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You may have heard of both prebiotics and probiotics and you may already know that they are beneficial to our gut health. However, did you know that whilst they both support a healthy gut they are actually really rather very different? This article will detail all of the similarities and differences between these two fascinating substances. Please continue reading to find out more:
Both prebiotics and probiotics support healthy bacteria and beneficial organisms in your gut which help aid digestion but they exert their benefits in different ways. Probiotics are living organisms that are found in certain foods which add to the levels of healthy bacteria within our gut.Prebiotics on the other hand are not living but naturally occurring in a variety of plant-based fibres. Prebiotics act as a food source for our live bacteria helping them to grow. Both are considered excellent in terms of maintaining optimal gut health1. For more information on how probiotics work, please take a look at the following page – Probiotics for Digestion.
Prebiotics are specific plant fibres that feed the bacteria in our gut and stimulate the growth of our healthy bacteria.2 Parts of these specific plant fibres interestingly can’t be digested by us, they, therefore, bypass digestion and travel straight to the colon where most of our beneficial bacteria live. Our bacteria metabolise and ferment this dietary fibre in order to help our good bacteria grow and thrive.
Let’s start off by clearly defining what each substance does. Firstly, prebiotics are found in fibrous-rich foods that we can’t digest. The beneficial bacteria in our gut eat this fibre and use it as an energy source to feed our resident gut bacteria. When prebiotics ferment dietary fibre in the colon this is thought to improve metabolic health and provide necessary energy to our colon cells, reducing inflammation and promoting immunity.3 If you are interested in learning more about prebiotics, please see our article What are prebiotics.
Examples of prebiotic foods include;
Probiotics on the other hand are live bacteria found in certain foods or supplements, which provide us with numerous health benefits, helping to optimise the gut microbiome, from less beneficial and potentially pathogenic organisms to commensal and beneficial species. Probiotics may also help to modulate the immune system, decrease inflammation, and ward off infection. 4
Examples of probiotics include;
For more information on food sources of live bacteria and how they compare to probiotic supplements, please see our article Supplements vs Yoghurts.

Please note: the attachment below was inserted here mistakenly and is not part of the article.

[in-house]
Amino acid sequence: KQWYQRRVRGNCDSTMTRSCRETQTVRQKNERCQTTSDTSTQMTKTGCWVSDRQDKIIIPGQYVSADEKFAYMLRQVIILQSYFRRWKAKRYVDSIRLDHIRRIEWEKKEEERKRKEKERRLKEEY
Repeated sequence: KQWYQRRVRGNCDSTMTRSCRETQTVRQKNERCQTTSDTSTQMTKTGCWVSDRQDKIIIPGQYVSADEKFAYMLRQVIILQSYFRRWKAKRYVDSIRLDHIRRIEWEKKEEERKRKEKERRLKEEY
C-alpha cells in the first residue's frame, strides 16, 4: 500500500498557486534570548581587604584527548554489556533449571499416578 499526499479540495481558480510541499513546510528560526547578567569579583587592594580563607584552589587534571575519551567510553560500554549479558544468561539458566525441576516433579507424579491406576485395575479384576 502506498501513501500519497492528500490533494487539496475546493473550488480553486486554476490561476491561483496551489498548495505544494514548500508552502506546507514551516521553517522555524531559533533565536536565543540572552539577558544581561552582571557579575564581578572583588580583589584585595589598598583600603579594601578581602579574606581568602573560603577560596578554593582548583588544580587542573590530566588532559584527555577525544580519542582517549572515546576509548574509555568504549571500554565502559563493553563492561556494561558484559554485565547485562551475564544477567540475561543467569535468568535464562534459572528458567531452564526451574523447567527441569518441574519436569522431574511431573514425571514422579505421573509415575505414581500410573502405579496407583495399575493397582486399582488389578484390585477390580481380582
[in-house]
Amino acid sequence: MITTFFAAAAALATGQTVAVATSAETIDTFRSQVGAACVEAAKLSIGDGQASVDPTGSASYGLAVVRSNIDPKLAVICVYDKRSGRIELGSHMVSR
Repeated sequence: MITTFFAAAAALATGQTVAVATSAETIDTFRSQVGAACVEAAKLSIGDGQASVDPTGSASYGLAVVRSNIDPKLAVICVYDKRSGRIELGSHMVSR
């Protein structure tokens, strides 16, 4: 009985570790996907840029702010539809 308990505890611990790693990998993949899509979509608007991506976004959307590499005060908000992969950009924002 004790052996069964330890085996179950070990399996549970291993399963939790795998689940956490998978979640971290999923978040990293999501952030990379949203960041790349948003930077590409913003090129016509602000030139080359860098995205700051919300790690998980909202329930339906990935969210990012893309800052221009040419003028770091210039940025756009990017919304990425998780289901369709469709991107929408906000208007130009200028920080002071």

As discussed in this article, it’s certainly beneficial to include a little food source for the bacteria in the form of a prebiotic, as this will help the live cultures establish themselves in the intestine. However, some individuals can be very sensitive to the effects of prebiotics, which can cause some bloating symptoms in a minority of people. 5 This usually occurs in those with more significant digestive issues.
For this reason, it is not strictly necessary to take a prebiotic supplement, if you regularly consume fruits, vegetables and wholegrains. A healthy diet such as this will help to provide support for our gut bacteria. However, those with no significant gut issues who are looking to support their gut health may find a combination product of both prebiotics and probiotics very helpful, such as, the strain Bifidobacterium lactis BB-12® which works well when combined with prebiotics such as FOS. Please read here for some interesting research looking into the health benefits of Prebiotics on human health: Prebiotics: A Look at FOS & Inulin.
Since prebiotics are found in many daily foods, in most cases, it is not strictly necessary to need to take a prebiotic. However, for those who tolerate prebiotic fibres well and are looking to optimise their gut health prebiotics can be extremely helpful in the optimisation of our gut microbiome. 6
We recommend prebiotics and probiotics to all customers on a long-term daily basis to keep their digestive and immune systems in tip-top condition. The strain Lactobacillus acidophilus NCFM which is the most clinically researched strain of acidophilus is a particularly beneficial strain especially trialled for IBS and bloating. 7 For further reading, please see, NCFM® & Prebiotics for Gut Health
If you enjoyed this article, we think you’ll love to learn more here – What are Synbiotics?
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